Fact-Checking, Tab Management, UK Flooding, More: Monday Afternoon ResearchBuzz, August 12, 2019


Poynter: Here comes a tool, approved by WhatsApp, to automate the distribution of fact-checks. “The love/hate relationship between fact-checkers and reader-submitted tips from private messaging may soon be a thing of the past. Meedan, the software company behind Check, a task management system used in collaboration by fact-checkers all over the world, has unveiled a new tool that would automate responses to tipsters without ever having to bother a fact-checker.”

CNET: Stop drowning in browser tabs with this Google Chrome trick. “Google’s new tab-grouping feature for the Chrome browser on desktop just might be the answer to your prayers. If you’re one of those people who always has 25 tabs open on one screen, the new tool will organize them so you’re not clicking through tabs like a mad person trying to find that email you opened five minutes ago.”

UKAuthority: Environment Agency feeds flood alerts to Google. “The Environment Agency is to begin sending flood alert information to Google for it to appear on its search engine and Public Alerts map.”


Nieman Lab: Investigative journalism YouTube outlet Point is raising money for a misinformation-themed video game based on real-life stories. “The investigative online journalism startup Point, a London-based investigative journalism startup focusing on technology and internet culture that publishes solely via video investigations on YouTube, is running a Kickstarter to launch Misinformer, ‘a text based, detective-style mobile game that puts the player in the position of citizen journalist who has to crack a major misinformation-based conspiracy before an upcoming election.'”

The Guardian: YouTube’s Susan Wojcicki: ‘Where’s the line of free speech – are you removing voices that should be heard?’. “In YouTube’s fashionable central London ‘space’, where good-looking young people mill around and help themselves to the well-stocked free kitchen, there is a noticeboard that asks staff and visitors: What could we do better? On one of the sticky notes, someone has written ‘Nothing!!’ It would be reassuring for the executives who run the video site if that were true, although not many would agree that it is. Susan Wojcicki, YouTube’s CEO, who is in town for a three-week tour of Europe, is one of the most impressive and powerful women in tech – and also one of the most beleaguered.”

Route Fifty: How Libraries are Embracing Artificial Intelligence. “In Roanoke County, Virginia, a trip to the public library might include reading, online research, 3D printing—and, since last summer, the opportunity to chat with Pepper, a 4-foot-tall humanoid robot who sings, dances and teaches coding classes.”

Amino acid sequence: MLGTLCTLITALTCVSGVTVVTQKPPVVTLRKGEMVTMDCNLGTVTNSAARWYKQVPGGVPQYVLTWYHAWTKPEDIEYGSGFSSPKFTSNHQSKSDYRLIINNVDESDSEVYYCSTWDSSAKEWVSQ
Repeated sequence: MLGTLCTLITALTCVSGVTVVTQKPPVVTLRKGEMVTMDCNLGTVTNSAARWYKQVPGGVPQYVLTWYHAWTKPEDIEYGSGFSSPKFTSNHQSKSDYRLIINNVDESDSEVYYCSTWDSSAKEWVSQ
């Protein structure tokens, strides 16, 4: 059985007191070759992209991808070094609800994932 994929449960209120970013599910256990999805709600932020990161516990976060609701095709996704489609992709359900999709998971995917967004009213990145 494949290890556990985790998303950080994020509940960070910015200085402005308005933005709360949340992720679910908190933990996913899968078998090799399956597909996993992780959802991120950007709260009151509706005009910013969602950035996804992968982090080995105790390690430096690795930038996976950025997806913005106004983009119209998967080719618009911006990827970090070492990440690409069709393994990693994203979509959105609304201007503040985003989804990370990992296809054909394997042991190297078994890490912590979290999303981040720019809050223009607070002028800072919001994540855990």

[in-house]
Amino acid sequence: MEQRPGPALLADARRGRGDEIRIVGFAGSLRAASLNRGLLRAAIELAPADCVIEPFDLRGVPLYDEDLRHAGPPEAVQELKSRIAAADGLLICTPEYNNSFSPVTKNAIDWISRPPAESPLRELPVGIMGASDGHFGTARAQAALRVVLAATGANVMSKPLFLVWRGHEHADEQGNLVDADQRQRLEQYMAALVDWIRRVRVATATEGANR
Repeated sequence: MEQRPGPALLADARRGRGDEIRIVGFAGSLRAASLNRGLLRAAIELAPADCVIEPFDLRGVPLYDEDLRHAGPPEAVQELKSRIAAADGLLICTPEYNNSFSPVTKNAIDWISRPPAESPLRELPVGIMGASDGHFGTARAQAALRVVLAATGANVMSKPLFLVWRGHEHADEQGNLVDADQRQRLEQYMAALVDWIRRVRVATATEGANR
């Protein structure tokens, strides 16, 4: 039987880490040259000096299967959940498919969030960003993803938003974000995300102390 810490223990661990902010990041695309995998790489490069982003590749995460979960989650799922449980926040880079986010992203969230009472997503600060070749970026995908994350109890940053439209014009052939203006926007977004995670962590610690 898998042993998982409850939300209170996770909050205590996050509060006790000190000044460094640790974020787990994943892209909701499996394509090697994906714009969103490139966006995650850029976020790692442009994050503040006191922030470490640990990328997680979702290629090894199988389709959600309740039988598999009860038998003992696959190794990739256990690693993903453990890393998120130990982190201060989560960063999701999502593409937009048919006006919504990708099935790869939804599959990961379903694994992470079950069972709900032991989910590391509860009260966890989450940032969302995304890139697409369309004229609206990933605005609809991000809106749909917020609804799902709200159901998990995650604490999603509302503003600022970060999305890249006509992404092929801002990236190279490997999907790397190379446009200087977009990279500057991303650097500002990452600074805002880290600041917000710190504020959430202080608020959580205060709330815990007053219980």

TorrentFreak: ‘Copyright Troll’ Files Over 1,000 Piracy Lawsuits in Half a Year. “After filing more than 1,000 lawsuits against alleged BitTorrent pirates in the first half of this year, Strike 3 Holdings is the most active copyright litigant in the United States. Together with fellow adult entertainment company Malibu Media, the company is responsible for nearly all cases filed against alleged file-sharers in the US.”

TechCrunch: Hundreds of exposed Amazon cloud backups found leaking sensitive data. “How safe are your secrets? If you used Amazon’s Elastic Block Storage snapshots, you might want to check your settings. New research just presented at the Def Con security conference reveals how companies, startups and governments are inadvertently leaking their own files from the cloud.”


The New York Times: Why Aren’t We Talking About LinkedIn?. “Twitter helps the powerful discover their worst selves and leaves everyone else vulnerable. Facebook brings people together only to subject them to marketing and manipulation. Our social feeds aren’t ready for the 2020 election. None of them are even ready for today. In recent months, they have faced serious scrutiny from Democratic and Republican lawmakers alike. Except one. Is there anything the rest of the internet can learn from LinkedIn?”

Inverse: Can Hypergiant Actually Build Intergalactic Internet?. “Hypergiant, a company better known for its A.I. software, has turned its attention to expanding the world’s largest computer network beyond the Earth. The moon, Mars, and beyond could get connected to all the musings and memes accessible on the world wide web, using a relay network of satellites that will also host an archive of human knowledge. It may sound like a rather pointless endeavor — who lives on the moon? — but that could soon change.” Good afternoon, Internet…

Do you like ResearchBuzz? Does it help you out? Please consider supporting it on Patreon. Not interested in commitment? Perhaps you’d buy me an iced tea. I love your comments, I love your site suggestions, and I love you. Feel free to comment on the blog, or @ResearchBuzz on Twitter. Thanks!

Categories: afternoonbuzz

Leave a Reply